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Light up your love life with these romantic movies


Greg W. Locke

Whatzup Features Writer

Published August 25, 2021

I’ve been single for a long time. But now, I may have met someone — fingers crossed. This is the first time in many, many years that I’ve felt this smitten.

(This is an odd way to start a ScreenTime column, but it’ll make sense soon.)

Romance, connection, and camaraderie have been on my mind — overwhelmingly so. Since I’m a guy who more or less lives inside a video store, I’ve been watching a lot of romantic films.

So while the box office continues to stumble despite having great films screening at the moment, I’m going to discuss the most romantic films I’ve ever seen.

Before I begin, keep in mind that I’m picky. While I like movies such as The Notebook and Casablanca, they don’t hit me in the way the films I’ve picked for this week’s column do.

I’m admittedly a big fan of rom-coms like When Harry Met Sally, Eternal Sunshine of the Spotless Mind, Moonstruck, and even There’s Something About Mary, but none of those flicks leaves me reeling like the ones below. So let’s get to it.

The Before Trilogy

The first installment profoundly changed the way I felt about romantic connection, and the second one relit hope during a time in my life when I was jaded. How did the third installment impact me? Well, that’s another story. It’s a remarkable film, but not one that I would call especially romantic.

All three of these films — Before Sunrise, Before Sunset, and Before Midnight — are esentially two people talking. In the first film we see two people clicking in a rare way, then allowing themselves to be vulnerable with each other.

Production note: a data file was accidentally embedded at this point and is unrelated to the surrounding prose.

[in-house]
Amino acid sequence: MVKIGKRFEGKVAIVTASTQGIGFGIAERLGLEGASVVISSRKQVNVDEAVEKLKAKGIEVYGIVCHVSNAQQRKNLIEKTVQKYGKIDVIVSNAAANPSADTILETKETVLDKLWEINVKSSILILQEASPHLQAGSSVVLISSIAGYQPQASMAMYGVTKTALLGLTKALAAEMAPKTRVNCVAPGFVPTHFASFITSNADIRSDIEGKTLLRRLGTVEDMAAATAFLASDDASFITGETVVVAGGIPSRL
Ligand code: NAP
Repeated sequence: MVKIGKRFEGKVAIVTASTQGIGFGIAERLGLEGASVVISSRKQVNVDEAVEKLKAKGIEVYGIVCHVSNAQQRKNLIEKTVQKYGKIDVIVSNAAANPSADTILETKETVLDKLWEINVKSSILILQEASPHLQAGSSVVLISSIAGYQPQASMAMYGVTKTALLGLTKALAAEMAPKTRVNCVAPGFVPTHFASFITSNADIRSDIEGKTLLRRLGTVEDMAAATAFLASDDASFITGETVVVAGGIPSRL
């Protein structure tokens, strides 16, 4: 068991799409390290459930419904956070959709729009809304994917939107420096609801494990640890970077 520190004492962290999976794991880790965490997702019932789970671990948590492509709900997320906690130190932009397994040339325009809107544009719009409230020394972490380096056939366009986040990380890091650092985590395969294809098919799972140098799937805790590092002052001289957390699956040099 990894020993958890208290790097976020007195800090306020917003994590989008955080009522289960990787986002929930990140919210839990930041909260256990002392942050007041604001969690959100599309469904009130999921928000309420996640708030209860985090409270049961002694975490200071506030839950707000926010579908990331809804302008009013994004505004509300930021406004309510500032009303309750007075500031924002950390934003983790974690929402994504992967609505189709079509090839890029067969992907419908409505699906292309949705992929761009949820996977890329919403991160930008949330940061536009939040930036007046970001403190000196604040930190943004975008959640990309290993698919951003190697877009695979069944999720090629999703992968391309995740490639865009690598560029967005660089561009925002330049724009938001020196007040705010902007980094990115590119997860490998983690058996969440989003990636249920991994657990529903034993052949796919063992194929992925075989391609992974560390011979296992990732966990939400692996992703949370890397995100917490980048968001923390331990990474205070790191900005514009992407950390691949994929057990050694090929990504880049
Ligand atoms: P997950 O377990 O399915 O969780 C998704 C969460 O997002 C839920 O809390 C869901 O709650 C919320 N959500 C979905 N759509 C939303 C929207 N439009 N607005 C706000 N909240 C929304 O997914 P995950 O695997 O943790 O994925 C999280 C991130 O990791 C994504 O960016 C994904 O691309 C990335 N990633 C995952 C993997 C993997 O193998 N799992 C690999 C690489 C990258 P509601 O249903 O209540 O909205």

I wanted that — I still want that. I might have that right now, and it’s exciting.

In the Mood for Love

According to a number of Best of the Century lists by critics, this sits as one of the two or three best films since 1999. A romantic epic that takes it’s time, this is one I don’t want to say too much about. If you haven’t seen it, I’d recommend going in as blindly as possible.

Moonlight

This Oscar-winning story about a young gay black man growing up and coming into his own skin is another favorite. Jenkins was inspired by the films of the above-mentioned Won Kar-Wai, and it shows. That being said, Jenkins is a one-of-a-kind storyteller, and this flick is an absolute standalone masterpiece. It’s one of the most romantic films I’ve ever seen.

Brokeback Mountain

Here’s a movie about longing and more longing. Forbidden longing, to be exact, which ensues anger, hate, and frustration. If you’ve ever really wanted something that you can’t have, this is the movie for you. Also, because Heath Ledger truly was an incredible actor, this film slips in a whole lot of romance. I still have trouble believing this one didn’t win Best Picture at the Oscars.

Punch-Drunk Love

This is the one I’d recommend the most. It’s one of my favorite movies by maybe my favorite director. Every time I revisit this flick, I become more aware of how much control Anderson has over everything; his actors, his camera, his story, and, especially in this film, his audience.

This film, starring Adam Sandler before he found an interest in dramatic work, tells the story of a closed-off, seemingly unlovable man who meets a woman that sees something in him. It’s a bit of a manic pixie dream girl story, but it’s the best of that kind of trope. Mostly, this is a story about a person finding love for the first time, and Anderson and Sandler make a miracle of it.

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